Over the course of his lifetime, Paul Newman was a lot of things. Encyclopedia salesman. Soldier. Fast Eddie, Cool Hand Luke. Activist. Sex symbol. But what made Newman so great, so utterly and undeniably wonderful, is that underneath that eclectic and charmed existence was a racing driver. A guy looking for an out, who found comfort behind the wheel of a dangerously fast automobile.
By the time he discovered racing, in 1968, Newman was forty-three years old. The man wanted no more of Hollywood’s fangs, no more pandering. He’d outlived Dean, worked his ass off to become more versatile than Brando, but everyone wanted to see him in the same roles. Fast Eddie, Cool Hand Luke. That was Newman’s big crisis, his internal conflict. But there’s no room for that inside a racecar. He went pro in 1977, and from then on, if Scorsese or Pollack wanted to make a movie with him, it happened between November and March, because April to October is racing season.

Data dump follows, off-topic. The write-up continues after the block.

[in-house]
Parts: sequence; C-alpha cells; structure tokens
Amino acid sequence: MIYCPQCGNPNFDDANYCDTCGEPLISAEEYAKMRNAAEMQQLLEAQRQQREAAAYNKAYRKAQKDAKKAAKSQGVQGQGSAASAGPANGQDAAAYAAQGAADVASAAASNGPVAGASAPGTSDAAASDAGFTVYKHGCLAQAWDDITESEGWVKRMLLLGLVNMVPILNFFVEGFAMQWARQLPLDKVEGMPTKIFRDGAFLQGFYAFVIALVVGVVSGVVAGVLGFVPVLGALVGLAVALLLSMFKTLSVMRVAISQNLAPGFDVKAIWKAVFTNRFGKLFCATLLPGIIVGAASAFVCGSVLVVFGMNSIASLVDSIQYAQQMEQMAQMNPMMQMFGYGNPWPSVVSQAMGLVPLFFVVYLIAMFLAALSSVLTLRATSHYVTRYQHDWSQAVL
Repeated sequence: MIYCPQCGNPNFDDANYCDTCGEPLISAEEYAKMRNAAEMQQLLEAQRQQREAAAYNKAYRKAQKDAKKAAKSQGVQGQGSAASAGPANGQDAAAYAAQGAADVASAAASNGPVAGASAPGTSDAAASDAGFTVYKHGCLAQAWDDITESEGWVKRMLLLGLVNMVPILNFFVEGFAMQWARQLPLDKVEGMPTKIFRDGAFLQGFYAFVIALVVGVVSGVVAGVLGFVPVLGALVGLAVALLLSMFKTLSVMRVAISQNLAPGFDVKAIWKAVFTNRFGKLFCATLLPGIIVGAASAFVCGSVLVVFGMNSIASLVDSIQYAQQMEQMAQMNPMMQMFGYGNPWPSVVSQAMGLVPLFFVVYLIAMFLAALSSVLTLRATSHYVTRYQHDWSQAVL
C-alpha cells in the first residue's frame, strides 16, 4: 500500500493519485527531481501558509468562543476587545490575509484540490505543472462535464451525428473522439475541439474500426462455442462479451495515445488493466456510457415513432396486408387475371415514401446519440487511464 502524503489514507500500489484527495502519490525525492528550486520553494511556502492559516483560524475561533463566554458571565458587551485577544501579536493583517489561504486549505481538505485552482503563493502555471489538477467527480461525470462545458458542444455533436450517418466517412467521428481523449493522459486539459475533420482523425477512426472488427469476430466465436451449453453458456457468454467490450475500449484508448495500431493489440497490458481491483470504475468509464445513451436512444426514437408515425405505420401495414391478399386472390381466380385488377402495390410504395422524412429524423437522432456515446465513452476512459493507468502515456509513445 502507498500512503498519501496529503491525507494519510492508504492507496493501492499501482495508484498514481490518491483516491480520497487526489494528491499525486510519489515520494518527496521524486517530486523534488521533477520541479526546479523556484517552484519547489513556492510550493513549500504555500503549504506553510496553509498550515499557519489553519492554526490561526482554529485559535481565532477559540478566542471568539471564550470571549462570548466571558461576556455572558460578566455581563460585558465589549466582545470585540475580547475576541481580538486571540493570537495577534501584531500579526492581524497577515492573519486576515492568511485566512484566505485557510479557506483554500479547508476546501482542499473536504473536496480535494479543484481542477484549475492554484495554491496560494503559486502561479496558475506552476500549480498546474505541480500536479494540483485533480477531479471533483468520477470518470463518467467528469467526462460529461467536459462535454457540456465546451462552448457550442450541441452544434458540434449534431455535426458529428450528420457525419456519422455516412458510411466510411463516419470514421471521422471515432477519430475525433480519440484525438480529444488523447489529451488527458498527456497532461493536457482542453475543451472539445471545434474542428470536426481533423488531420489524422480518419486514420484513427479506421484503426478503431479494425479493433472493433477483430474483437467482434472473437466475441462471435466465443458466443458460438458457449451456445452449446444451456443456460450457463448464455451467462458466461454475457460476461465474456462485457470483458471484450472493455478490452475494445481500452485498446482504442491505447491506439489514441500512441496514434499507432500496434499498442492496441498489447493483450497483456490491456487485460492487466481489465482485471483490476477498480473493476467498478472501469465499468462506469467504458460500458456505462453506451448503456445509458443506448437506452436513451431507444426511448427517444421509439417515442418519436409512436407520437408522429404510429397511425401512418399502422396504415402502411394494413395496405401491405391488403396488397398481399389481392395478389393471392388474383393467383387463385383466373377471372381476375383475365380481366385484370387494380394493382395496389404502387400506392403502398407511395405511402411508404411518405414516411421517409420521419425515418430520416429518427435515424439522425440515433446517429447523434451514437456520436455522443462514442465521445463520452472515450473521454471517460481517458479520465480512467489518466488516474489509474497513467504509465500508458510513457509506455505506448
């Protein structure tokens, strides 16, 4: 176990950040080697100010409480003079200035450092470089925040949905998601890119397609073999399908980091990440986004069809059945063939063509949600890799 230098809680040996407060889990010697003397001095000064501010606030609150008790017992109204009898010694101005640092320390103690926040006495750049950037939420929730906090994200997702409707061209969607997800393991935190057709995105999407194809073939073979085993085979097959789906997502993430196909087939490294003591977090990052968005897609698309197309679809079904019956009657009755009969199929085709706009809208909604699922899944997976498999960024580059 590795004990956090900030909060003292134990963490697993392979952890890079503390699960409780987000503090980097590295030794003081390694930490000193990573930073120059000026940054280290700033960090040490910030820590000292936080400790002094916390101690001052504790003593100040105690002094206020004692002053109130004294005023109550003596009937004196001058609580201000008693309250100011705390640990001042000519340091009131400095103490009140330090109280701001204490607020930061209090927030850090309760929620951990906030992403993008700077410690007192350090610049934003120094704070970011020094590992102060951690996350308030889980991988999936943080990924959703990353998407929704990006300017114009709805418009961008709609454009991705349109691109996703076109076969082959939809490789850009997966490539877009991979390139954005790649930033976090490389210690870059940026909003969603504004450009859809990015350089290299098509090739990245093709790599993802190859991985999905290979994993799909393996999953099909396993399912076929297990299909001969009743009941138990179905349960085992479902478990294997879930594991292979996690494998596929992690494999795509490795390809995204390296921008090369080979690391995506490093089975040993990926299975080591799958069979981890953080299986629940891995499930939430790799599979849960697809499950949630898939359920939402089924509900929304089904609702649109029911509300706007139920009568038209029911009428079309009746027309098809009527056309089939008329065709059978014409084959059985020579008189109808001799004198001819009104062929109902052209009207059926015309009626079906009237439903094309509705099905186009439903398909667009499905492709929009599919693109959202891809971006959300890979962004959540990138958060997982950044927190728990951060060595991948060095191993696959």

And that’s what he did for the next four decades. He drove a Porsche 935 to second place at Le Mans, ran the Baja 100, fielded cars in SCCA and IMSA and Can Am and, at the age of seventy, won the GT-1 championship at Daytona. On his birthday, that’s how The Drive remembers him, as the guy who could’ve been Fast Eddie or Cool Hand Luke forever, but thought cars were cooler. Paul Newman was a lot of things. Mostly, though, he was a racing driver.